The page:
The floristic diversity of New Mexico supports a parallel diversity of native pollinators. Native plant communities and their pollinators are closely interdependent, and both are tied to fluctuating environmental conditions driven by drought, fire regimes, and management practices. With nearly a quarter of all North American native bee species present in the state, BLM New Mexico has several ongoing projects dedicated to understanding and benefiting pollinators, with particular focus on native bees.
BLM New Mexico is working with regional experts to 1) monitor pollinator populations across the state using standardized inventory methods and 2) assess pollinator communities associated with some of New Mexico’s most imperiled Special Status plant species.
Standardized Bee Inventories and Multi-Year Monitoring
Standardized pollinator inventory and monitoring efforts are underway in several regions of New Mexico. In each sampling area, the goal is to compile a list of bees residing in the area, documenting which flowers they visit, and the habitats with which they are most commonly associated. A series of one hectare-plots have been established in ecoregions across the state. Sampling these plots over multiple years allows us to quantify the population dynamics of the bee community—which species’ populations are stable over time, and which are changing? This allows us to compare widespread habitats across the entire state—how does the bee community of Pinyon-Juniper in El Malpais NCA differ from the bee community associated with Pinyon-Juniper in Rio Grande del Norte National Monument (RGNM)? This information can then be used to tie management practices to pollinator health and assess how to best conserve pollinator and native plant communities.
Though work is ongoing, and in some areas in its early stages, interesting bees have already been discovered. For example, before the start of this project in 2016, fewer than 40 bee species were known from Taos County. Tentatively, we have now identified 32 genera of bees in RGNM, and at least 140 species. One very exciting find was the rare Ericrocis lata, a cleptoparasitic bee, and its host Centris (likely C. caesalpinae). Two nesting sites for Diadasia australis have also been identified, and at least one appears to have been used for multiple years. And in 2020 during a collecting trip to El Malpais NCA, a Trachusa (likely T. zebrata) was collected. This species is rare in New Mexico, with fewer than a dozen specimens recorded in the last 100 years. Our understanding of which bees live in New Mexico, and where, has increased dramatically in fewer than five years, and continuing to add standardized plots will help us fill in many gaps in our knowledge about native bees.
Pollinators and Rare Plants
New Mexico lists 235 plant species as rare and imperiled, with 103 species that are considered globally imperiled, and 109 species that occur only in New Mexico and nowhere else in the world. New Mexico’s rare and imperiled species include 13 federally listed species, 45 plant species listed as endangered in the State of New Mexico, 51 species listed as sensitive by the Bureau of Land Management, and 75 species listed as sensitive by the Forest Service.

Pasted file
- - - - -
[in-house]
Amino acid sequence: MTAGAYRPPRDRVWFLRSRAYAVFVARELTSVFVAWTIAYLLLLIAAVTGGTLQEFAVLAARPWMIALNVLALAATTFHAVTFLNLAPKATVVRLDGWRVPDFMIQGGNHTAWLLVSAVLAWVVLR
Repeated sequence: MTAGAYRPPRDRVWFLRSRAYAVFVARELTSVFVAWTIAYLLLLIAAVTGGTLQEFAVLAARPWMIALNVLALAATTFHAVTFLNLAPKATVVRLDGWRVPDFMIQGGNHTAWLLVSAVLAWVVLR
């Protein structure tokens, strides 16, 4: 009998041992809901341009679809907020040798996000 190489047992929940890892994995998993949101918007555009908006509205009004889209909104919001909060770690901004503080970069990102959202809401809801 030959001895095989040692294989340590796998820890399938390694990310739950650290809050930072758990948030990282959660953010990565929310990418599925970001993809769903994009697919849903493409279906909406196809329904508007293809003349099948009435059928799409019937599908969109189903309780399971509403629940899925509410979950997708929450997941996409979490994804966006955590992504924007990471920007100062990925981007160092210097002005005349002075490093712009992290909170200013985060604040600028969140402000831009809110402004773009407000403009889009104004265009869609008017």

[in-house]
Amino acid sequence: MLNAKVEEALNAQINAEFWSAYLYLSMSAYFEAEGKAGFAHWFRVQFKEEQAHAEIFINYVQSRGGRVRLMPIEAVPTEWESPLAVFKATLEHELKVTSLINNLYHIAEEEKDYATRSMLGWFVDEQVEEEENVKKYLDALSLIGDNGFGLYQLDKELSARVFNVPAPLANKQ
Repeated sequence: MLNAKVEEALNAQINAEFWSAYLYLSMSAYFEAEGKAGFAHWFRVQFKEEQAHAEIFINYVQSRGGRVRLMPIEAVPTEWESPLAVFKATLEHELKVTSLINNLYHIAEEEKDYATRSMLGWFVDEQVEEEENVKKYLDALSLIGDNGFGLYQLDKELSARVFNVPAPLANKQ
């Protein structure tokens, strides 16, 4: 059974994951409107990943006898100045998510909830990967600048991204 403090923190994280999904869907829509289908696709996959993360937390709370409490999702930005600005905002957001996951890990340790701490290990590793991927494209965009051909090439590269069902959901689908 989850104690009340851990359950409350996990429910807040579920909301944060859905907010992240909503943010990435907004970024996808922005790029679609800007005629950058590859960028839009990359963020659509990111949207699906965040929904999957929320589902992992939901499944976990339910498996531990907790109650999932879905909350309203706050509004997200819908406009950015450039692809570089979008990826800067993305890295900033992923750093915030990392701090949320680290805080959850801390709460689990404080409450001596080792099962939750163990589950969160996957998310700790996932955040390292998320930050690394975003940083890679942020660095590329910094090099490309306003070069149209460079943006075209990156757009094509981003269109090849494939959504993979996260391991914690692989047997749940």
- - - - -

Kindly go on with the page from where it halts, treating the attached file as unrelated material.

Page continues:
While there have been consistent efforts to document distribution and demography of rare plants in the state, very little is known about the pollination biology and specific pollinators associated with some of the most imperiled of these species. Considering that some of the major direct threats to these plants (including habitat modification, destruction, and fragmentation) are the same threats to the plants’ pollinators, understanding how plant-pollinator interactions are affected by landscape level changes is essential.
To address this critical knowledge gap, BLM New Mexico is partnering with a regional pollinator expert, Dr. Olivia Messinger Carril, to conduct a detailed assessment of pollination biology for at least ten rare plant species located throughout the state. Field work involves documenting which and how many pollinating species visit the plants over their bloom period, quantifying seed set for individuals, relating seed set to insect visitation, and assessing the full suite of pollinating insects in the habitats surrounding rare plant populations and documenting how the pollinator community changes over time in relation to habitat modification. This data will be applied to determine how management practices may be impacting rare plants and the pollinators they depend on.
Early investigations into the pollinators of several of these plants have begun. Numerous small bee visitors in the genus Ashmeadiella were found on the endemic plant, Gypsum Townsend’s aster (Townsendia gypsophila), during a one-day trip this spring. Whether these bees are specialists on plants in the Asteraceae plant family (which includes Townsendia gypsophila) is unknown without more information, but these preliminary findings hint at a mutually beneficial relationship. With continued observations of pollinators on these rare plants, we will likely discover important linkages between bees and those plants, as well as between those plants and the larger plant-pollinator community.